But the liberation of Afghanistan, which was a direct result of the terrorist attacks on the United States, and the subsequent liberation of Iraq are not the end of it. We could also take a look at Egypt, Mohammed’s native country, and examine how his suicide mission is still having an effect there and on the rest of the region. Almost precisely four years after September 11th, 2001, Egypt held its first contested presidential elections during Hosni Mubarak’s reign. Although by no means were these free and fair elections, Mubarak, for the first time, received less than 90% of the vote, and a low turnout of 23% tainted his victory. September 11th initiated the rise of democracy in the Middle East, and unknowingly, Mohammed Atta sowed the seeds of freedom in his homeland by flying a plane into the World Trade Center.

While we’re at it I could inform Mohammed about the disarmament of Libya, the liberation of Lebanon from Syrian occupation, the free elections in the Palestinian territories, and the gradual opening of the Gulf countries to democratic ideals. All of these are related events, brought about by an American foreign policy that seeks to fight terrorism with democracy. The September 11th attacks represented the beginning of a great battle, and so far, we are clearly winning.

Before letting Mohammed go, however, I would share with him the impact that September 11th had on me. Before the attacks, having immigrated to the U.S. from Lebanon a few years before, I was stuck in an Arab-European mindset of seeing American foreign policy as aggressive and insensible. Then Mohammed and eighteen other extremists, representing a sizeable constituency in the Muslim world, rammed planes full of American civilians into buildings full of more American civilians. The Pentagon was only a few miles from my high school, and on that Tuesday morning, I watched many of my classmates endure the trauma of not knowing the status of their parents, relatives, and friends.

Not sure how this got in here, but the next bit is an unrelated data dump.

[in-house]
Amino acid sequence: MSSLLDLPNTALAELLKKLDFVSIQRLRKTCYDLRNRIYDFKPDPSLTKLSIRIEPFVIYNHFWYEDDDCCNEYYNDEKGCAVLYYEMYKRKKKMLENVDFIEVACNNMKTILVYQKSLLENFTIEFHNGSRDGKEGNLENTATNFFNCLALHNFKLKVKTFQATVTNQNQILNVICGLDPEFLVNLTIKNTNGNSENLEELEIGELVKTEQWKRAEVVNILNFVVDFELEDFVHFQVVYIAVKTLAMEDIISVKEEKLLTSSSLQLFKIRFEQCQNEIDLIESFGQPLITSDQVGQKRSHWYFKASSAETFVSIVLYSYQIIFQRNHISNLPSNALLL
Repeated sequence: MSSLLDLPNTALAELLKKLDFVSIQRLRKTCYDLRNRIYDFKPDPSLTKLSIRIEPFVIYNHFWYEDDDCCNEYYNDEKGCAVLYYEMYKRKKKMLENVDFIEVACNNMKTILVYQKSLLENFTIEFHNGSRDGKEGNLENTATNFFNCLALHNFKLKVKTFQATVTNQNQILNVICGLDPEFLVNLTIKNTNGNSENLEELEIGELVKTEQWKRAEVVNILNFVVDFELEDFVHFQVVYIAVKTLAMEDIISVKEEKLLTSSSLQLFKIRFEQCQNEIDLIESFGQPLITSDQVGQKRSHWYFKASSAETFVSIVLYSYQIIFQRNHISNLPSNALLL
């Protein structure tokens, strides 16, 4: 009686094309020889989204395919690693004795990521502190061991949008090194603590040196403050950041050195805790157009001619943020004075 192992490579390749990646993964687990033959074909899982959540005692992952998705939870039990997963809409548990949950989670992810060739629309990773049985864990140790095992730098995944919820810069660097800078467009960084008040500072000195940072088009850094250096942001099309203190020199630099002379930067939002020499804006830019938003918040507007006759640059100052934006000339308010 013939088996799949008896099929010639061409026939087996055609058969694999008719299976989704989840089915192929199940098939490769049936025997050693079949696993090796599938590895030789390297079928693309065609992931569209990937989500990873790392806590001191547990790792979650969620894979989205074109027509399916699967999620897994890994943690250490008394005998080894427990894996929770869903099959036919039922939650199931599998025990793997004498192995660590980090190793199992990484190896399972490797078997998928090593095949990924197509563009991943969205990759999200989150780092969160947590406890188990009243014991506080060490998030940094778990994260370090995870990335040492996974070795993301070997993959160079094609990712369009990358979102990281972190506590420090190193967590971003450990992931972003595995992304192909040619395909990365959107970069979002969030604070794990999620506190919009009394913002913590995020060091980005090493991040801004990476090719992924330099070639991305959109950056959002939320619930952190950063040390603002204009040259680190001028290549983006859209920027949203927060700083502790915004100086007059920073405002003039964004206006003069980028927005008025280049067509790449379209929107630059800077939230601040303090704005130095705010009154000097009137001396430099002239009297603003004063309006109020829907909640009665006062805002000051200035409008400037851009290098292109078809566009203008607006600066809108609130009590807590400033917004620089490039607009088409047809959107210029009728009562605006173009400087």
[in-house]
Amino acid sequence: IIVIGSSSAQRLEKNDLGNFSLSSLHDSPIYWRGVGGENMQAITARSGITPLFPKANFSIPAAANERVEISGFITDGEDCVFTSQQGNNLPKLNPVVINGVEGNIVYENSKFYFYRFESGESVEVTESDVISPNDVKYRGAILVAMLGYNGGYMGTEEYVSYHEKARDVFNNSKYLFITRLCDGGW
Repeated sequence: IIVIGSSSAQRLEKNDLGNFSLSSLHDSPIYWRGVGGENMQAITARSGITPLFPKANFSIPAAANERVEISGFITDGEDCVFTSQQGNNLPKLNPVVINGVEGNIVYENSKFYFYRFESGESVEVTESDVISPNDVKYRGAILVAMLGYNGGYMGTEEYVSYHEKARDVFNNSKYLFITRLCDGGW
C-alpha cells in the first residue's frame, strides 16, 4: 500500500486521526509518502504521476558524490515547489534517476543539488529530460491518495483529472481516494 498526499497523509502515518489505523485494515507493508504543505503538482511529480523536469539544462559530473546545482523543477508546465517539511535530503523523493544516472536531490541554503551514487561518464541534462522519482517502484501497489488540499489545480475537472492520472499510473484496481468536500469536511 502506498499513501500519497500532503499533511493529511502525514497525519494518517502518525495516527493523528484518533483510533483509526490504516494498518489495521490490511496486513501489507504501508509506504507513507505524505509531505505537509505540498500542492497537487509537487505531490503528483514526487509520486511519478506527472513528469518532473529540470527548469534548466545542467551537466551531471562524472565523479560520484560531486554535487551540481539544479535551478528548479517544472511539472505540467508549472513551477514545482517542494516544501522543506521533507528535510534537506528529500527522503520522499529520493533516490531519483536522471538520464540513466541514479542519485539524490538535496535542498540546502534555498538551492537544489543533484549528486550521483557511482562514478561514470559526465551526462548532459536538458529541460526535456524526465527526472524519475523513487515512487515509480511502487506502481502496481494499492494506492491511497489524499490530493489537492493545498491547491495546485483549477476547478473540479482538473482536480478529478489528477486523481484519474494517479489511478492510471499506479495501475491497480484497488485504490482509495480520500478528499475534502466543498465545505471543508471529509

Until that day, I was naïve. I had fallen into the trap of moral relativism, giving as much respect to the lifestyles of barbarians as I did to Western, and particularly American, civilization. Once I began developing my understanding of the world, it seemed clear to me that with the fanaticism, backwardness, and totalitarianism found in the Third World, and with the secularism and weak spirits that had come to dominate Europe, America was the only hope left for the world. The September 11th terrorists understood this fact as well and hence, tried to defeat America. Fortunately, the plan backfired on them.

Along with eighteen others, Mohammed Atta managed to unite Americans and convince many, such as myself, of the righteousness of America’s cause. He paved the path for the defeat of Islamo-fascists in Afghanistan, the liberation of Iraq, the disarmament of Libya, the decline of Arab totalitarianism in the Middle East, the democratic elections of the Lebanese and Palestinians, and the even bigger presence of American forces around the world. A slight miscalculation on your part, wouldn’t you say, Mohammed?

Published at Club 100 on September 20th, 2005.

Visit YAF's site. Besides the great pieces like this, there are always interesting subjects being discussed by bright and thoughtful young conservative activists. For some reason, lefties who venture there don't often hang around too long.